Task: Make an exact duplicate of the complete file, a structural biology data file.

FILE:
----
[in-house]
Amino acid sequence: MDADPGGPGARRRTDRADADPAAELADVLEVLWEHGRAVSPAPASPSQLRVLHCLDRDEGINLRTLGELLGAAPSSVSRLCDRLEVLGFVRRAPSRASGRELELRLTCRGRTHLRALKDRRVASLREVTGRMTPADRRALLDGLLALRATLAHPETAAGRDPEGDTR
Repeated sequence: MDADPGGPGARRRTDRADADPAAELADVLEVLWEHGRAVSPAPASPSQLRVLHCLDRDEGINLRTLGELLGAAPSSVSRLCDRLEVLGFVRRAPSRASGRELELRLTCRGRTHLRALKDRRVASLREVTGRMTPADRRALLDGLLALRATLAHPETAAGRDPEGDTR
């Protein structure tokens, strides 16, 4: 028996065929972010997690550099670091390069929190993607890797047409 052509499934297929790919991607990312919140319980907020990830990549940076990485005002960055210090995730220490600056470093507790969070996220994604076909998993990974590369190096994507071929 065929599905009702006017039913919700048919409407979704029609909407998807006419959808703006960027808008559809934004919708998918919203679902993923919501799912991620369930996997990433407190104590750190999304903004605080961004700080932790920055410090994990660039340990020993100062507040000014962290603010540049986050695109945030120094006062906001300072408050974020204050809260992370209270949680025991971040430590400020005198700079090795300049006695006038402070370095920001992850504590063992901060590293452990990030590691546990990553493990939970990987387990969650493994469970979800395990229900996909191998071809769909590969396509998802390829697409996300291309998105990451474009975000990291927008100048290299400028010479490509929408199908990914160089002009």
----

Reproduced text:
[in-house]
Amino acid sequence: MDADPGGPGARRRTDRADADPAAELADVLEVLWEHGRAVSPAPASPSQLRVLHCLDRDEGINLRTLGELLGAAPSSVSRLCDRLEVLGFVRRAPSRASGRELELRLTCRGRTHLRALKDRRVASLREVTGRMTPADRRALLDGLLALRATLAHPETAAGRDPEGDTR
Repeated sequence: MDADPGGPGARRRTDRADADPAAELADVLEVLWEHGRAVSPAPASPSQLRVLHCLDRDEGINLRTLGELLGAAPSSVSRLCDRLEVLGFVRRAPSRASGRELELRLTCRGRTHLRALKDRRVASLREVTGRMTPADRRALLDGLLALRATLAHPETAAGRDPEGDTR
């Protein structure tokens, strides 16, 4: 028996065929972010997690550099670091390069929190993607890797047409 052509499934297929790919991607990312919140319980907020990830990549940076990485005002960055210090995730220490600056470093507790969070996220994604076909998993990974590369190096994507071929 065929599905009702006017039913919700048919409407979704029609909407998807006419959808703006960027808008559809934004919708998918919203679902993923919501799912991620369930996997990433407190104590750190999304903004605080961004700080932790920055410090994990660039340990020993100062507040000014962290603010540049986050695109945030120094006062906001300072408050974020204050809260992370209270949680025991971040430590400020005198700079090795300049006695006038402070370095920001992850504590063992901060590293452990990030590691546990990553493990939970990987387990969650493994469970979800395990229900996909191998071809769909590969396509998802390829697409996300291309998105990451474009975000990291927008100048290299400028010479490509929408199908990914160089002009």